Solar wind could help detect dangerous space rocks bound for Earth
Changes in streams of plasma and particles spewing from the Sun, called solar wind, may help detect potentially dangerous space rocks.
New York: Changes in streams of plasma and particles spewing from the Sun, called solar wind, may help detect potentially dangerous space rocks that are headed toward Earth, a new study has found.
The findings could help identify smaller near-Earth objects - such as the Chelyabinsk meteor that exploded over Russia in 2013 - before they blast through Earth's atmosphere, according to study co-author Hanying Wei, a researcher in earth, planetary and space sciences at the University of California at Los Angeles (UCLA).
Smaller space rocks and ultrafine dust often trail the massive near-Earth objects that circle the Sun.
Even if the main asteroid never comes close to the planet, Earth's gravitational pull can peel the smaller orbitals off and bring them directly toward the planet.
These smaller impacts won't destroy the Earth, but they batter the planet every few decades and can still be incredibly damaging, said study co-author Hairong Lai, a space physicist at UCLA.
When meteoroids randomly collide with the medium-size rocky bodies in the dust cloud around an asteroid, even tiny particles can pulverise the much larger objects, creating an ultrafine haze of dust.
The researchers wondered whether the presence of this fine dust, a byproduct of these catastrophic collisions, could help identify asteroids with large amounts of debris as well as the smaller near-Earth objects trailing them.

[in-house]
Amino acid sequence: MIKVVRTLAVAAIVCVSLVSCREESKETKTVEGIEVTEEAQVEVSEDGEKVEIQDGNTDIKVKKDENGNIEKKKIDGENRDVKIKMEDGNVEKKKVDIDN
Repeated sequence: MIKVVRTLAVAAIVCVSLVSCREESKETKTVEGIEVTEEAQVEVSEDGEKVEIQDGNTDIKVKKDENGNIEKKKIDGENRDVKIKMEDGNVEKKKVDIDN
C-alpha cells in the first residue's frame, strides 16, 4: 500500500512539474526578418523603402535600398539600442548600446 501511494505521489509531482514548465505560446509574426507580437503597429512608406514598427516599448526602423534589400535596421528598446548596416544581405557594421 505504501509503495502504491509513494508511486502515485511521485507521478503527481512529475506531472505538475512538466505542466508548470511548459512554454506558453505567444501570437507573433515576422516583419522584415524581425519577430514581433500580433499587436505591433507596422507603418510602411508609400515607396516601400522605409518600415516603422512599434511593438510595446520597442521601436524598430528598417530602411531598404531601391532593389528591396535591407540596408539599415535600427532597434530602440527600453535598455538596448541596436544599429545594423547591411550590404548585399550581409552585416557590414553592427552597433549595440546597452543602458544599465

Photons ping the surface of the fine dust particles, knocking off electrons and leaving the dust positively charged, Wei said.
As a result, the stream of particles spewing from the Sun, called solar wind, interacts with the charged dust and creates a spike in the magnetic field.
Several spacecraft in the solar system have onboard magnetometers that can detect these magnetic signatures of collision.
By using data from multiple spacecraft on the size and scale of the magnetic field perturbations, along with previously derived data on the speed and characteristics of known interstellar bodies, the team can calculate the size and shape of a trailing debris cloud.
These asteroids circle the Sun year after year, the researchers can map how the debris trail changes over time. From there, existing simulations can reveal whether Earth is in the path of rocky debris, Lai told 'Live Science'.
The team has already found that Asteroid 138175, which circles the Sun roughly every 368 days, may have tens of thousands of small but deadly objects in its orbit that may pose a threat to Earth.
In contrast, Asteroid 308635, which circles the Sun every 455 days, does not carry much rocky debris in its wake.
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